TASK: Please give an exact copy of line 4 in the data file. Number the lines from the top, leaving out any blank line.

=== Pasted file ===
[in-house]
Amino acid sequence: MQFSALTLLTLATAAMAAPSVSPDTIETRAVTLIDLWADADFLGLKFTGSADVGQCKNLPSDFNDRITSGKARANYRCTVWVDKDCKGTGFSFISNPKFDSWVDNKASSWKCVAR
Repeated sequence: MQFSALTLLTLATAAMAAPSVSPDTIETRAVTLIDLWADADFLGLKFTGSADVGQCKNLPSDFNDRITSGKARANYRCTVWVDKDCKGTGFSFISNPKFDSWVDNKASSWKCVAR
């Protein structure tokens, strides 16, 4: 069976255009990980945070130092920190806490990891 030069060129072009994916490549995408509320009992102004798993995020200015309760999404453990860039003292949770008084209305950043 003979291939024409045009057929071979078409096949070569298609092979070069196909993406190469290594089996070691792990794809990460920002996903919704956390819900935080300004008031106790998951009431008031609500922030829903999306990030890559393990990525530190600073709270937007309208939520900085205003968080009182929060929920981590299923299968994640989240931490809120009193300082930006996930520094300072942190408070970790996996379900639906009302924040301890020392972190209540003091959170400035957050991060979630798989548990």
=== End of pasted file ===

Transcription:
């Protein structure tokens, strides 16, 4: 069976255009990980945070130092920190806490990891 030069060129072009994916490549995408509320009992102004798993995020200015309760999404453990860039003292949770008084209305950043 003979291939024409045009057929071979078409096949070569298609092979070069196909993406190469290594089996070691792990794809990460920002996903919704956390819900935080300004008031106790998951009431008031609500922030829903999306990030890559393990990525530190600073709270937007309208939520900085205003968080009182929060929920981590299923299968994640989240931490809120009193300082930006996930520094300072942190408070970790996996379900639906009302924040301890020392972190209540003091959170400035957050991060979630798989548990």